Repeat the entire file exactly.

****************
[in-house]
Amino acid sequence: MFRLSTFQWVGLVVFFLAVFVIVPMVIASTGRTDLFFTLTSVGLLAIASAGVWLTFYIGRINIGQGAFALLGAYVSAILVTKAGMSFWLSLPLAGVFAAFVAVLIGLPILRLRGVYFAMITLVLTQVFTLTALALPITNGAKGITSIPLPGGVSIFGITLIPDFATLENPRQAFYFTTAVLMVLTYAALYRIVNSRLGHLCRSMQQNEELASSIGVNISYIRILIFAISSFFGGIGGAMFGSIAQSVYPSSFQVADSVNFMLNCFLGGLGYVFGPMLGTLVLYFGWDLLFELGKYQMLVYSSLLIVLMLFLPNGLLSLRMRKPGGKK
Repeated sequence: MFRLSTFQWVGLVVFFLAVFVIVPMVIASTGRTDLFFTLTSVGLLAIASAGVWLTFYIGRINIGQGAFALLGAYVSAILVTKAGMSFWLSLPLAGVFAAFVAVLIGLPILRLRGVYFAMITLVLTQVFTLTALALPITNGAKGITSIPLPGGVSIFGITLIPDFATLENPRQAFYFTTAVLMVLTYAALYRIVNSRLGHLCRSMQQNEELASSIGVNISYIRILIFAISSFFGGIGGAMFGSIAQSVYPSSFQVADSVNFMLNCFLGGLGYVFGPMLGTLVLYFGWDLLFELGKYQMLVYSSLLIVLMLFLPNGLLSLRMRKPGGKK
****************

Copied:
[in-house]
Amino acid sequence: MFRLSTFQWVGLVVFFLAVFVIVPMVIASTGRTDLFFTLTSVGLLAIASAGVWLTFYIGRINIGQGAFALLGAYVSAILVTKAGMSFWLSLPLAGVFAAFVAVLIGLPILRLRGVYFAMITLVLTQVFTLTALALPITNGAKGITSIPLPGGVSIFGITLIPDFATLENPRQAFYFTTAVLMVLTYAALYRIVNSRLGHLCRSMQQNEELASSIGVNISYIRILIFAISSFFGGIGGAMFGSIAQSVYPSSFQVADSVNFMLNCFLGGLGYVFGPMLGTLVLYFGWDLLFELGKYQMLVYSSLLIVLMLFLPNGLLSLRMRKPGGKK
Repeated sequence: MFRLSTFQWVGLVVFFLAVFVIVPMVIASTGRTDLFFTLTSVGLLAIASAGVWLTFYIGRINIGQGAFALLGAYVSAILVTKAGMSFWLSLPLAGVFAAFVAVLIGLPILRLRGVYFAMITLVLTQVFTLTALALPITNGAKGITSIPLPGGVSIFGITLIPDFATLENPRQAFYFTTAVLMVLTYAALYRIVNSRLGHLCRSMQQNEELASSIGVNISYIRILIFAISSFFGGIGGAMFGSIAQSVYPSSFQVADSVNFMLNCFLGGLGYVFGPMLGTLVLYFGWDLLFELGKYQMLVYSSLLIVLMLFLPNGLLSLRMRKPGGKK